I was sued in my bankruptcy for nondischargeability. What will happen if I don't respond? Are the consequences harsh?
If you have been served with an adversary proceeding in your
bankruptcy for nondischargeability of a debt, you should respond as soon
as you can.
(Learn more about adversary proceedings in bankruptcy.)
bankruptcy discharge is typically the purpose behind your bankruptcy,
particularly in Chapter 7. When you receive your bankruptcy discharge,
the court is discharging your liability on dischargeable debts. That
means that although the debt still exists (so cosigners and joint
accountholders are still responsible), you are no longer legally
obligated to repay it, and your creditors cannot try to collect it from
Dischargeable debts include credit card debt, personal loans,
some utilities, medical bills, money judgments (as long as there is no
judgment lien), and certain income taxes, amongst others. (Learn more
about the Chapter 7 bankruptcy discharge.)
However, dischargeable debts can be made nondischargeable if the
creditor to whom you owe money files a nondischargeability action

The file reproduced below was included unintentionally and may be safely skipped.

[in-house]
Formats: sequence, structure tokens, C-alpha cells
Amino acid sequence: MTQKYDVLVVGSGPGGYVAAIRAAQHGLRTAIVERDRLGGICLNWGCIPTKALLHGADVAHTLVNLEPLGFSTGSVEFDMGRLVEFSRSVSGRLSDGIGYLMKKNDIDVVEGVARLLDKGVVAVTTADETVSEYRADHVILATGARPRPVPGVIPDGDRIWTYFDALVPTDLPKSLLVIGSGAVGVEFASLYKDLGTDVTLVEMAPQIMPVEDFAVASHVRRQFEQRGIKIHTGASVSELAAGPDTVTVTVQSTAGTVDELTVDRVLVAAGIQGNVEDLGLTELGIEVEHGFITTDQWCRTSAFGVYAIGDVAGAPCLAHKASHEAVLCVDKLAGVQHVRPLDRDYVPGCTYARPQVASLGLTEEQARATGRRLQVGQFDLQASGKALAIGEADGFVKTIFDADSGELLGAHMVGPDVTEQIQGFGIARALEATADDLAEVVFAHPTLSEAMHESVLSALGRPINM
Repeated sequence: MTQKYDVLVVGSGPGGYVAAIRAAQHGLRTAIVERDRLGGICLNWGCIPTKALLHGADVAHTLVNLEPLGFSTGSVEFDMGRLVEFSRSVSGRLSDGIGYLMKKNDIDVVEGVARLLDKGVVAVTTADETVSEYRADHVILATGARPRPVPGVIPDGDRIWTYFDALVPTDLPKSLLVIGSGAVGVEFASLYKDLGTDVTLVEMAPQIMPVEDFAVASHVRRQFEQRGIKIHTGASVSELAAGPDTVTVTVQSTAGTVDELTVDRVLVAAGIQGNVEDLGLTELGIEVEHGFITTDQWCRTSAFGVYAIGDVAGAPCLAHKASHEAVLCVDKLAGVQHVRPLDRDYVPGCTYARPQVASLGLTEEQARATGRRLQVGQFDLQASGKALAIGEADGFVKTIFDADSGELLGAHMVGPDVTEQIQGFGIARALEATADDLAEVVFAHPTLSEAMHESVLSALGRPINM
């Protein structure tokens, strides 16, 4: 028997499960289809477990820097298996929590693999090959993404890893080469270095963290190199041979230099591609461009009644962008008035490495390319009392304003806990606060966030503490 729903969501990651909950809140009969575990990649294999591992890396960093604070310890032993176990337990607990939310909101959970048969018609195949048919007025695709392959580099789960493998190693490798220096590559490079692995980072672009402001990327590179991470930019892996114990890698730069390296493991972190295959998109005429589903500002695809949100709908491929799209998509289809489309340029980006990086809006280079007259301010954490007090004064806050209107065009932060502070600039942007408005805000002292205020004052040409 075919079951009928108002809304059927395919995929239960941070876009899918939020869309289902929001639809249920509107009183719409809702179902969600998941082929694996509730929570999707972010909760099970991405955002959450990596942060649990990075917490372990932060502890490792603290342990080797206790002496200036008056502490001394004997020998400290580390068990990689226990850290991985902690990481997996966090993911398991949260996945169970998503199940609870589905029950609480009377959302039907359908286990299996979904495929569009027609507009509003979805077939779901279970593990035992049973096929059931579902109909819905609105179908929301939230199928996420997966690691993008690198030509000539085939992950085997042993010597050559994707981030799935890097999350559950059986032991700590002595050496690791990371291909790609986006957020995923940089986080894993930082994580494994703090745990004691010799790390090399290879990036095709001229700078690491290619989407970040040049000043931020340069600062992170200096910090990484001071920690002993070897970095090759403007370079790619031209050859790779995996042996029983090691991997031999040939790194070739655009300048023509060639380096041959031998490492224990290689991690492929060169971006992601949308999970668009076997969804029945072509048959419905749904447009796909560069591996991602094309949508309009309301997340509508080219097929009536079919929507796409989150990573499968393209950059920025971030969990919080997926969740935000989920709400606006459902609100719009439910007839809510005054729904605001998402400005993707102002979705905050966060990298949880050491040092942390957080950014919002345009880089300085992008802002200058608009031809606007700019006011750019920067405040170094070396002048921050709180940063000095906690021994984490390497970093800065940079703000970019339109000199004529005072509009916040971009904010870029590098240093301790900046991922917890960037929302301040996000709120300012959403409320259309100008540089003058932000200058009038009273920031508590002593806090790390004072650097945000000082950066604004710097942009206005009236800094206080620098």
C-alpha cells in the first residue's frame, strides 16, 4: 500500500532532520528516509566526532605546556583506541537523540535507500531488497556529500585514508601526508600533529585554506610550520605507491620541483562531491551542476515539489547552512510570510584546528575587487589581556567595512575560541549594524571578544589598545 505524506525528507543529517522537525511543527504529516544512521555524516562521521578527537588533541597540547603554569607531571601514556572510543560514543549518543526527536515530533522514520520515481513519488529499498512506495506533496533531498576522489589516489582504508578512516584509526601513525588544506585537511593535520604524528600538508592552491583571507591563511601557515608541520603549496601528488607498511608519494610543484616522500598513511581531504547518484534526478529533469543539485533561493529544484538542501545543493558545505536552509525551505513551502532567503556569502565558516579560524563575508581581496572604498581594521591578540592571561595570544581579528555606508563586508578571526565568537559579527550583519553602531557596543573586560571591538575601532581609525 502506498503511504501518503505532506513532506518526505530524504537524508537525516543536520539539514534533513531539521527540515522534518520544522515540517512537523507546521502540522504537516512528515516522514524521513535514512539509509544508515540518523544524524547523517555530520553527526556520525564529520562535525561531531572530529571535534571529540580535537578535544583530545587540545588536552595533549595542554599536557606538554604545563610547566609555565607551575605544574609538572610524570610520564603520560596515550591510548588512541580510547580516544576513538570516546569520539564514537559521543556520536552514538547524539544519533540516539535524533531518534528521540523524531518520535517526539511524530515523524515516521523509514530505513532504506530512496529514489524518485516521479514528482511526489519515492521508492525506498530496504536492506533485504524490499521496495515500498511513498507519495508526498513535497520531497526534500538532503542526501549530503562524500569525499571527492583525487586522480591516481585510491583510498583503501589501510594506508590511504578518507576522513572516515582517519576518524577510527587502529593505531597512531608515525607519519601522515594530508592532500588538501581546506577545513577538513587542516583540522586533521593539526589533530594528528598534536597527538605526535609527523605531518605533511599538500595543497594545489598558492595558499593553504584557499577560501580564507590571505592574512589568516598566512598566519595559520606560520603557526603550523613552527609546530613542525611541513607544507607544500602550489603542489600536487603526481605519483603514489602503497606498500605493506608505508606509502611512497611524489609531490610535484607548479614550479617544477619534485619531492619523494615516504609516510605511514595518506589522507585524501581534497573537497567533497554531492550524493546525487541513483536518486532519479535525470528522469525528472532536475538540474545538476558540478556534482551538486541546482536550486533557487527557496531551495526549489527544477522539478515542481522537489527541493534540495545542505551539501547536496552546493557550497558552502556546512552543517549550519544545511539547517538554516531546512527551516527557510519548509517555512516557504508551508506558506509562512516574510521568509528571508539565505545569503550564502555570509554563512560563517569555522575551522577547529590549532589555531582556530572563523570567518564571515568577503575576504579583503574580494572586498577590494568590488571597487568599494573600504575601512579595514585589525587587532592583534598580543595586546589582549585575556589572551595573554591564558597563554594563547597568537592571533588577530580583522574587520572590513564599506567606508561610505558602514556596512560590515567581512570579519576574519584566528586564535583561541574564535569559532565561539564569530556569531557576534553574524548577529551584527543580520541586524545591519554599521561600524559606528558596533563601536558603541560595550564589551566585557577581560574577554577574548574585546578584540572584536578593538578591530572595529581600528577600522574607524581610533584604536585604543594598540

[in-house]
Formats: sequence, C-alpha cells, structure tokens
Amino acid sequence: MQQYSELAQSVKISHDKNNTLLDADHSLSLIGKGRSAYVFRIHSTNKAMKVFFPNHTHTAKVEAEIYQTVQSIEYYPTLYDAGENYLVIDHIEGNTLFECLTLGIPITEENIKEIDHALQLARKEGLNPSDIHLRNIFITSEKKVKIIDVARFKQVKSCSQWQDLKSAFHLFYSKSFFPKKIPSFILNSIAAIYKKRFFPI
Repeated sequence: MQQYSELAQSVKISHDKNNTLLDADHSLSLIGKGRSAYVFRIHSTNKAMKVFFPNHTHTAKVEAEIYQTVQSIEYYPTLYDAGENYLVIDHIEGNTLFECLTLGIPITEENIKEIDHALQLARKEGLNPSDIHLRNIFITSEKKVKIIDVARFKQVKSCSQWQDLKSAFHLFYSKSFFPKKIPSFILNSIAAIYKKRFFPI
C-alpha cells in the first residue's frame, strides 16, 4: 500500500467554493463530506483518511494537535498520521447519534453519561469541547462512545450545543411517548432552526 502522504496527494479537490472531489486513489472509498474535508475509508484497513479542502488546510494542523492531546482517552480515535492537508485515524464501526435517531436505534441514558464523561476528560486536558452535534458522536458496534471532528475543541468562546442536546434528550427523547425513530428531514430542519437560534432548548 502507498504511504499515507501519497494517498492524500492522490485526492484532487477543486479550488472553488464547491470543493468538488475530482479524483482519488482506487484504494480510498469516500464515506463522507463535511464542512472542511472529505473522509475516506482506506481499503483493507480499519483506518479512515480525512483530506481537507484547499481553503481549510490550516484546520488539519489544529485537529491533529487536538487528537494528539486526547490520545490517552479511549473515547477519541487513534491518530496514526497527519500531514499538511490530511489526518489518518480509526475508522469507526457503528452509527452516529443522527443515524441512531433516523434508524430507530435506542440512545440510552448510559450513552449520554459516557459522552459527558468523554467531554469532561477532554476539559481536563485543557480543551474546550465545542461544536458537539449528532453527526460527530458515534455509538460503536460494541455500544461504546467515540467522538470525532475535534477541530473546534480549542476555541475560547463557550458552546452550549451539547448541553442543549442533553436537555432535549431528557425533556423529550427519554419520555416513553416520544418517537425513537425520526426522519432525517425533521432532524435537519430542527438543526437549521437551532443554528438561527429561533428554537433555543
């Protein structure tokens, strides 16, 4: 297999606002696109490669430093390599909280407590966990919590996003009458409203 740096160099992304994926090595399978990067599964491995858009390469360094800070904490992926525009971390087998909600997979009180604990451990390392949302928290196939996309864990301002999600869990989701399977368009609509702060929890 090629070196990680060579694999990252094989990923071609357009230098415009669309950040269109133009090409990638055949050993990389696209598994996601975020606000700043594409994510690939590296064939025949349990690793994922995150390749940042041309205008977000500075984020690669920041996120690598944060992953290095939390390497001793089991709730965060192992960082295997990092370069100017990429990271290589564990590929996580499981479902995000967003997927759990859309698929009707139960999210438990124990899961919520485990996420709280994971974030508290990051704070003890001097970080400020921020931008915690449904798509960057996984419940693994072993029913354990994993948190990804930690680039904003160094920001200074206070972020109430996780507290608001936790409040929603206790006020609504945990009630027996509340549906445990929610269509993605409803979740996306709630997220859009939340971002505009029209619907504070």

against you in the bankruptcy court and wins.
that are generally dischargeable can become nondischargeable.
Bankruptcy law provides that debt incurred by use of fraud is
nondischargeable; however, the creditor has to ask for the debt to be
nondischargeable by filing a lawsuit within the bankruptcy case. Debts
that are normally dischargeable may be deemed nondischargeable if the
creditor can show that you incurred the debt fraudulently. For example,
if you run up your credit card with the intent to file bankruptcy and
get rid of the debt, the credit card company may accuse you of fraud and
file a nondischargeability action to make the credit card debt
you receive a nondischargeability lawsuit, you will have a deadline to
respond. If you do not respond within the deadline (usually 21 to 30
days, depending on the local rules of your bankruptcy court), the court
will enter a default. The creditor who filed the lawsuit can then obtain
a default judgment against you. The judgment will state that the debt
is nondischargeable, and after your bankruptcy is over, you will have to
repay the debt even though you obtained a discharge. Therefore, if you
receive a nondischargeability lawsuit, responding as soon as you can is
within your best interest.
by: Rebecca K. McDowell, Contributing Author